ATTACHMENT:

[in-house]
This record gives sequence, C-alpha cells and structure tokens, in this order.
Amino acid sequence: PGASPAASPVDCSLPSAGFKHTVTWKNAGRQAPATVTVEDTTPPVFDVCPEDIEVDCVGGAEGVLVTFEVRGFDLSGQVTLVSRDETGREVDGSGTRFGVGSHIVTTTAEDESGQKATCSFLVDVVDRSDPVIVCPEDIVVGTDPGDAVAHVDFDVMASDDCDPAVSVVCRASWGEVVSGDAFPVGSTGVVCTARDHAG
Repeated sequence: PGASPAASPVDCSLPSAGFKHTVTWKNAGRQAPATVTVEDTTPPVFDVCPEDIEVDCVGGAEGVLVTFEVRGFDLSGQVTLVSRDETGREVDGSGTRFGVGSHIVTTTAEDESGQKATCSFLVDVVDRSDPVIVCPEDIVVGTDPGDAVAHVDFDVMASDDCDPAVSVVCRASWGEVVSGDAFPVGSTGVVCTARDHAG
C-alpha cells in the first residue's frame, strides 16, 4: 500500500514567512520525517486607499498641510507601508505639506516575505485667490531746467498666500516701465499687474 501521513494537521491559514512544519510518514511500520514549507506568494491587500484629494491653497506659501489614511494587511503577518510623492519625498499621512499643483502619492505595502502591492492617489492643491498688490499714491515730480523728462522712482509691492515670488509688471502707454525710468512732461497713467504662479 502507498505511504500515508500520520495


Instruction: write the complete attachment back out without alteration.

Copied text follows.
[in-house]
This record gives sequence, C-alpha cells and structure tokens, in this order.
Amino acid sequence: PGASPAASPVDCSLPSAGFKHTVTWKNAGRQAPATVTVEDTTPPVFDVCPEDIEVDCVGGAEGVLVTFEVRGFDLSGQVTLVSRDETGREVDGSGTRFGVGSHIVTTTAEDESGQKATCSFLVDVVDRSDPVIVCPEDIVVGTDPGDAVAHVDFDVMASDDCDPAVSVVCRASWGEVVSGDAFPVGSTGVVCTARDHAG
Repeated sequence: PGASPAASPVDCSLPSAGFKHTVTWKNAGRQAPATVTVEDTTPPVFDVCPEDIEVDCVGGAEGVLVTFEVRGFDLSGQVTLVSRDETGREVDGSGTRFGVGSHIVTTTAEDESGQKATCSFLVDVVDRSDPVIVCPEDIVVGTDPGDAVAHVDFDVMASDDCDPAVSVVCRASWGEVVSGDAFPVGSTGVVCTARDHAG
C-alpha cells in the first residue's frame, strides 16, 4: 500500500514567512520525517486607499498641510507601508505639506516575505485667490531746467498666500516701465499687474 501521513494537521491559514512544519510518514511500520514549507506568494491587500484629494491653497506659501489614511494587511503577518510623492519625498499621512499643483502619492505595502502591492492617489492643491498688490499714491515730480523728462522712482509691492515670488509688471502707454525710468512732461497713467504662479 502507498505511504500515508500520520495